Northern Star Resources is re-assessing its environmental strategy as it merges with Saracen Mineral Holdings, with renewable energy highlighted as part of the company’s future.
On the eve of the merger becoming official, Northern Star has set an action plan for 2021 and beyond to include modular, transportable power and hybrids for operations with short mine lives.
The company’s climate strategy includes a proactive effort scenario, where Northern Star would value underground mining more highly due to its lower environmental impacts.
It is also considering to leverage energy efficiencies across its business, such as the existing practice of regular operational fleet change outs.
Northern Star stated that achieving the proactive scenario would be the most challenging transition of its strategies, but was most in line with the company’s sustainability goals.
Northern Star’s second option is a passive response, focussing on increasing and maintaining the performance of its existing fleet and machinery for cost and environmental impact minimisation.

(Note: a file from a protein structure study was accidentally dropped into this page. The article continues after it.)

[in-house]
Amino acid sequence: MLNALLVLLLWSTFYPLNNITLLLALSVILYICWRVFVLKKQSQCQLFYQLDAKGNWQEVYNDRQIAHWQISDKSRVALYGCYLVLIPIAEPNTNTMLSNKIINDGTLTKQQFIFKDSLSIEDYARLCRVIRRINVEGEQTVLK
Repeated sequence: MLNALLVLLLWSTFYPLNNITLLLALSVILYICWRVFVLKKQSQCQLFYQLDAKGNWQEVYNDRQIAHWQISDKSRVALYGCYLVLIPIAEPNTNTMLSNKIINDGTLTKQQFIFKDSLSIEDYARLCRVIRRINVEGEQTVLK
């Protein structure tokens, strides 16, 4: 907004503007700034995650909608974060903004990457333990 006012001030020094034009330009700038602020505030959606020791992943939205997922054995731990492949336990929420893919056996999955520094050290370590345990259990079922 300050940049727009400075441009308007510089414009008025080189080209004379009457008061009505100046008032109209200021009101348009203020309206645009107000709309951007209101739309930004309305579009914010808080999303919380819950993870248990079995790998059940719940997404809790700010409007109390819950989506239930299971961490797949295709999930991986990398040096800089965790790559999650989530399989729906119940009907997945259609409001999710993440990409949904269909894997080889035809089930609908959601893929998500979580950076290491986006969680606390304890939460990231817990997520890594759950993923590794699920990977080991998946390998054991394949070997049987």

“Climate related scenarios allow Northern Star to explore and develop an understanding of how the physical and transitional risks and opportunities of climate change might plausibly impact Northern Star’s operations over time,” the company stated.
“(Northern Star) recognises that the merger with Saracen will change the company’s footprint and reflects the time required to assess the merged entity’s environmental footprint.
“As part of the process, we will consider options such as energy efficiency, renewable energy, fuel switching, supply chain engagement and offsets.”
Northern Star’s scope one and two emissions already increased during 2020 to 313,264 tonnes carbon dioxide equivalent, compared with 229,005 tonnes carbon dioxide equivalent in 2019.
This was due to the acquisition of Kalgoorlie Consolidated Gold Mines (KCGM) and the inclusion of the Super Pit’s operations in its reporting.
During the 2020 calendar year, Northern Star mined 1.4 million tonnes of gold at the Kalgoorlie operations and 1.9 million tonnes at the KCGM joint venture, contributing to higher emissions due to increased electricity usage.
To counter this, Northern Star intends to test whether its business strategy is flexible enough to accommodate climate-related risks and opportunities.
“In line with the Paris Agreement, to reduce greenhouse gas emissions and accelerate the transition to a lower carbon economy, Northern Star has used a 2 degree scenario,” Northern Start stated.
“(This) opportunity will be considered in greater detail during 2021 as part of assessing the outcomes of scenario analysis with a view to adapting and developing our strategy in relation to climate change.”